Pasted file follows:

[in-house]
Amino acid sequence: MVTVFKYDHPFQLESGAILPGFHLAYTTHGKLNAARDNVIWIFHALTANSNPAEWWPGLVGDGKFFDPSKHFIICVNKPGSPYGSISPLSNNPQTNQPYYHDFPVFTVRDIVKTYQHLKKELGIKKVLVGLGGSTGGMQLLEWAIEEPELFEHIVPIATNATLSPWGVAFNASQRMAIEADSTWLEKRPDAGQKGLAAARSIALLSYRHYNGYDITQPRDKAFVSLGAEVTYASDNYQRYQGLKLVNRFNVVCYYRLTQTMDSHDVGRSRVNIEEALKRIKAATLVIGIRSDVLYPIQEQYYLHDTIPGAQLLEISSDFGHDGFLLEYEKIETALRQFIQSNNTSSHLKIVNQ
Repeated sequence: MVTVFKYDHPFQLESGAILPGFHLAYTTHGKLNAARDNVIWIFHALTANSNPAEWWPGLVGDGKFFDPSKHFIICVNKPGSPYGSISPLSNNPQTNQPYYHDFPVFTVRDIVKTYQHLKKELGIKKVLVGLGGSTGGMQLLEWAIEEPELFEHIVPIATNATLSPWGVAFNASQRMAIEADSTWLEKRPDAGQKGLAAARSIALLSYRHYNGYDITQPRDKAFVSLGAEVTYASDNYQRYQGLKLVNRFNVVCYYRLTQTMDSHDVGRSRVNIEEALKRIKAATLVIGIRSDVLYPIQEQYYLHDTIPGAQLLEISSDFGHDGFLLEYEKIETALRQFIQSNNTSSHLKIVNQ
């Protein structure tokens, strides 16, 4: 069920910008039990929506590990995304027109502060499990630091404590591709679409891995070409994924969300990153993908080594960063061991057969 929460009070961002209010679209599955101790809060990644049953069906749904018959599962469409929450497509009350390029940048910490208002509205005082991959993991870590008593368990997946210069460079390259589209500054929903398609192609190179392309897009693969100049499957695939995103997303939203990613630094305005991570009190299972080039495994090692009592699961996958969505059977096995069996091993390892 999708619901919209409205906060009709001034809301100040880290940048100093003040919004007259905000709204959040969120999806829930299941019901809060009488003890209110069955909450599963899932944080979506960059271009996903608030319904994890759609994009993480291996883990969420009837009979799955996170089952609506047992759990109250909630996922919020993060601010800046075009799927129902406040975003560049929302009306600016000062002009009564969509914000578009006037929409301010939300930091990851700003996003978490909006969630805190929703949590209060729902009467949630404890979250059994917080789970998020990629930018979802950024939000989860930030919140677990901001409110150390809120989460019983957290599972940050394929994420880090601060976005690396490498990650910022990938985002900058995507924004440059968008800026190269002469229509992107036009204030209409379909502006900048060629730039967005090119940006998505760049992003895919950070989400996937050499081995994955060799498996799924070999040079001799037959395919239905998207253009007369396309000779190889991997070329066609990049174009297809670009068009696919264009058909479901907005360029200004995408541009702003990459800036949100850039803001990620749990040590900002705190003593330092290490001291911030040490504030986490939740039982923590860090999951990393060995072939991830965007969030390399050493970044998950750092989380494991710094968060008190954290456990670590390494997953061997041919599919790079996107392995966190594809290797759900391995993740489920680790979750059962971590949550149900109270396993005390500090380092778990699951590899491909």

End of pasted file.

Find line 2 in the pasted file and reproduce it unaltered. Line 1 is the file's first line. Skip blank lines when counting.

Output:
Amino acid sequence: MVTVFKYDHPFQLESGAILPGFHLAYTTHGKLNAARDNVIWIFHALTANSNPAEWWPGLVGDGKFFDPSKHFIICVNKPGSPYGSISPLSNNPQTNQPYYHDFPVFTVRDIVKTYQHLKKELGIKKVLVGLGGSTGGMQLLEWAIEEPELFEHIVPIATNATLSPWGVAFNASQRMAIEADSTWLEKRPDAGQKGLAAARSIALLSYRHYNGYDITQPRDKAFVSLGAEVTYASDNYQRYQGLKLVNRFNVVCYYRLTQTMDSHDVGRSRVNIEEALKRIKAATLVIGIRSDVLYPIQEQYYLHDTIPGAQLLEISSDFGHDGFLLEYEKIETALRQFIQSNNTSSHLKIVNQ